SummitET’s virtual and hybrid trainings and exercises provide a learning environment to promote strategic communication and CERC skill development among nuclear power plants and OROs to:

  • Improve internal CERC skills and standardize response procedures across the spectrum of nuclear power plants and OROs to address stakeholder communities, transient populations, and those with access and functional needs.
  • Develop innovative processes grounded in evidence-based research and industry best practices.
  • Deliver strategic communications and CERC training and workshops using virtual and hybrid learning environments to meet requirements.

About Us

SummitET is a veteran-owned small business specializing in preparedness solutions for organizations, businesses, all levels of government agencies, as well as an extensive list of international clients. Our personnel come from the military, emergency management, CERC, fire rescue, law enforcement, federal service, and health physics communities. Our customized solutions and services preserve lives and property through planning, preparation, prevention, mitigation, and response to technical, manmade, and natural disasters. SummitET provides training, exercises, and technical consulting in the following core areas:

  • Radiation Emergency Crisis and Emergency Risk Communication
  • Workplace Violence and Active Shooter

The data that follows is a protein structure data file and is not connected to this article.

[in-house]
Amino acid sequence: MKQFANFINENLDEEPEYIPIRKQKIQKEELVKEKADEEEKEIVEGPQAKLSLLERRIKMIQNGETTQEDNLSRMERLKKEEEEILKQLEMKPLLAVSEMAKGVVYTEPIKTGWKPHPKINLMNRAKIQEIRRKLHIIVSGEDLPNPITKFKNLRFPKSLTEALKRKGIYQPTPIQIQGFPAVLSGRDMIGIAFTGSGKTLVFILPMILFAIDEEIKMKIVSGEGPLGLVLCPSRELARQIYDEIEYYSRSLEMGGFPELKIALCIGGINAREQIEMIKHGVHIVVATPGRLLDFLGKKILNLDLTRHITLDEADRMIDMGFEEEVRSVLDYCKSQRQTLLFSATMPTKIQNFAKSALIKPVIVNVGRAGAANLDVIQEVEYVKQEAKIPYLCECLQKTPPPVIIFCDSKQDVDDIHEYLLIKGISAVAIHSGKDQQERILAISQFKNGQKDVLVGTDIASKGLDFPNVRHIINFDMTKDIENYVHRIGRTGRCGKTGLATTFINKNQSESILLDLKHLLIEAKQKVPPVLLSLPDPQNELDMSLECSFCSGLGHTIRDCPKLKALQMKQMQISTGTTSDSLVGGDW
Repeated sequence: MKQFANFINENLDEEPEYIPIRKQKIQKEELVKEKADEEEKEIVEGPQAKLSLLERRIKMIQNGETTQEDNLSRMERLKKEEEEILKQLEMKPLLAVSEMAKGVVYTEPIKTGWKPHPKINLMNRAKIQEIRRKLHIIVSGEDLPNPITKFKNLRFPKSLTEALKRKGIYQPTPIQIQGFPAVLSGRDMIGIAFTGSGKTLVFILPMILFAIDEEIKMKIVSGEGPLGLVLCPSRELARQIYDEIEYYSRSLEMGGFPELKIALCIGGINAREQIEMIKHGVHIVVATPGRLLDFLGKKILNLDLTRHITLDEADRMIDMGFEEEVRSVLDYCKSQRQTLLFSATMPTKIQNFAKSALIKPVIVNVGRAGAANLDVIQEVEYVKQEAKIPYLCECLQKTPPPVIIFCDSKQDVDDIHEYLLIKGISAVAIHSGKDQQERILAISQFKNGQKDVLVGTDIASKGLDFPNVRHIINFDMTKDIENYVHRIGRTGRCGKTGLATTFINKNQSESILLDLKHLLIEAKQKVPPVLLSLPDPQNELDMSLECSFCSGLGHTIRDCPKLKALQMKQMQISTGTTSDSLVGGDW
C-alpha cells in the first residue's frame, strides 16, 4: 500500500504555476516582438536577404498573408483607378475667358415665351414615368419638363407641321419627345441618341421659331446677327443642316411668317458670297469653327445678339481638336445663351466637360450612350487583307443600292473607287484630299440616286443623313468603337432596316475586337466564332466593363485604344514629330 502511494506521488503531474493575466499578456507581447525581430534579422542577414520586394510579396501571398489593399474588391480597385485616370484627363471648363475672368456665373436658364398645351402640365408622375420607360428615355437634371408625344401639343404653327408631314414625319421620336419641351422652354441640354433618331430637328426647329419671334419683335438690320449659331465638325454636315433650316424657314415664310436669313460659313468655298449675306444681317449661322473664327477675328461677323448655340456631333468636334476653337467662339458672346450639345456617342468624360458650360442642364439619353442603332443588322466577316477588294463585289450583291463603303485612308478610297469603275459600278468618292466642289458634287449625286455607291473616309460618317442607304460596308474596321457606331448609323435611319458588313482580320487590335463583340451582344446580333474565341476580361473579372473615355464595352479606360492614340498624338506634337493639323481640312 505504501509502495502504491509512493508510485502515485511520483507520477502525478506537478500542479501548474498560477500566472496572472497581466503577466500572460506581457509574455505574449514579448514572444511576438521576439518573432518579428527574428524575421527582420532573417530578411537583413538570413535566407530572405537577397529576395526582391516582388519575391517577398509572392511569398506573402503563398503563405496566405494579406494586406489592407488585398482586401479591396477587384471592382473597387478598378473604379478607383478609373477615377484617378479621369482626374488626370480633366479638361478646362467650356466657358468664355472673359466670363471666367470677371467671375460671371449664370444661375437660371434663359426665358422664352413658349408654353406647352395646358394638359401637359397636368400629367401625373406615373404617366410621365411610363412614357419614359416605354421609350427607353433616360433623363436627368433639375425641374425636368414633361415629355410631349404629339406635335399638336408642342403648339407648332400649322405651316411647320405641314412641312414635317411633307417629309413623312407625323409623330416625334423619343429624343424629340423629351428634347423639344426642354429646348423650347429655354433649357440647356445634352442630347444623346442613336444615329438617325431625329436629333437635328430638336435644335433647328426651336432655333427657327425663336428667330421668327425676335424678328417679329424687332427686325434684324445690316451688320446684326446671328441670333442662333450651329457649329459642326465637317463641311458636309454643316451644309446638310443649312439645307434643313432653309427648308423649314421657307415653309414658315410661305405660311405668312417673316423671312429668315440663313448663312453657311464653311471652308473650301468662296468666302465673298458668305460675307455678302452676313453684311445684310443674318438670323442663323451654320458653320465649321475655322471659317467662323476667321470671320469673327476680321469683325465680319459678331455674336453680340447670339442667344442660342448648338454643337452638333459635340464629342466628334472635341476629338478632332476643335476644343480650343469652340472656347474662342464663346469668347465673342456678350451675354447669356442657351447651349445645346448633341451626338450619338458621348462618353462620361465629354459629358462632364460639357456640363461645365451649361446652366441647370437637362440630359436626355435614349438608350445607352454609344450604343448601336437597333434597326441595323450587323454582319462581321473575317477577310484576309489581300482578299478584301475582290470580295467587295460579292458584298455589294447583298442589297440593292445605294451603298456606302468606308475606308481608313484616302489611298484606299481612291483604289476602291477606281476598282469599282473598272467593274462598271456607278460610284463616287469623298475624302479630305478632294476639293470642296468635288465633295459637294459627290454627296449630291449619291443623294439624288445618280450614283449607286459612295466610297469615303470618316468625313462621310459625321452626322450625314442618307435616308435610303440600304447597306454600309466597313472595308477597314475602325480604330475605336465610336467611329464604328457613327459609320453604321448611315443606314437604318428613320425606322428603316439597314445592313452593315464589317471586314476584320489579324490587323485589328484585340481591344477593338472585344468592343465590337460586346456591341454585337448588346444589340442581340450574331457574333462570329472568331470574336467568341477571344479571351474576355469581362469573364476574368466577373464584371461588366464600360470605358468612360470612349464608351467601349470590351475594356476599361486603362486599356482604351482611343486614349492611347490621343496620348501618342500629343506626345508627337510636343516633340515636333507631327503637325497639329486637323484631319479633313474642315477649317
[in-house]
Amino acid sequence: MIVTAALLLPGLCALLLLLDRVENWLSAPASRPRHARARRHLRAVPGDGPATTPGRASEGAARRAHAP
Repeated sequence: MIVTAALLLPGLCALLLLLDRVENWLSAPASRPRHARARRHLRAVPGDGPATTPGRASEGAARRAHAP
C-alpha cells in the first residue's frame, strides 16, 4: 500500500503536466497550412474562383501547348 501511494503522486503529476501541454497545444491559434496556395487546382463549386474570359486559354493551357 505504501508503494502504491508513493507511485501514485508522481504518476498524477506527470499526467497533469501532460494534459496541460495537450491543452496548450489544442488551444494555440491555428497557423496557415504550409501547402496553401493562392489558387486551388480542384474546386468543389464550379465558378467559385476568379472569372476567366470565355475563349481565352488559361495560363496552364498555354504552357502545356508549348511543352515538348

• CBRNE, WMD, or Terrorism
  • Critical Infrastructure, Red Cell, and Emerging Threats
  • Cybersecurity
  • Business Continuity

SCIP Radiation Safety Communication Workshops

See our full catalog of Radiation Safety Communication workshops from the Strategic Communications Institute for Preparedness.

Call to Action

Given SummitET’s expertise in radiation emergency strategic communications, CERC, and health physics and the SCIP, which provides in-person, virtual and hybrid learning environments for advanced training programs that extend beyond typical baseline training for communicators, we offer the opportunity to guide nuclear power plants and OROs through a variety of scenarios unique to the community. The SummitET team has cultivated relationships with the private sector, federal, state, local, and tribal governments and is positioned to design, deliver, and conduct training and exercises with an interagency, intragovernmental, and cross-sector approach. Our technical subject-matter expertise and real-world experience in radiation emergency strategic communication and CERC effectively prepare individual participants and their organizations to meet training and exercise requirements.

Our approach engages nuclear power plants and OROs in a process using multiple, active learning techniques, blended learning theories, and leveraging instruction and facilitation by experienced staff. SummitET caters to the unique needs of each audience, providing the appropriate introductory, theoretical, and practical knowledge and performance-based skill development for capacity building. We provide participants with customized materials to guide them through their learning experience in a virtual or hybrid learning environment. Strategic communication offerings can be coordinated with virtual TTXs (discussion-based) exercises to help integrate this important capability into the overall response.


Additional information regarding SummitET’s expertise can be obtained by contacting individuals listed here through the form below.

Holly Hardin Strategic Communications

Holly Hardin

Strategic Communications Program Manager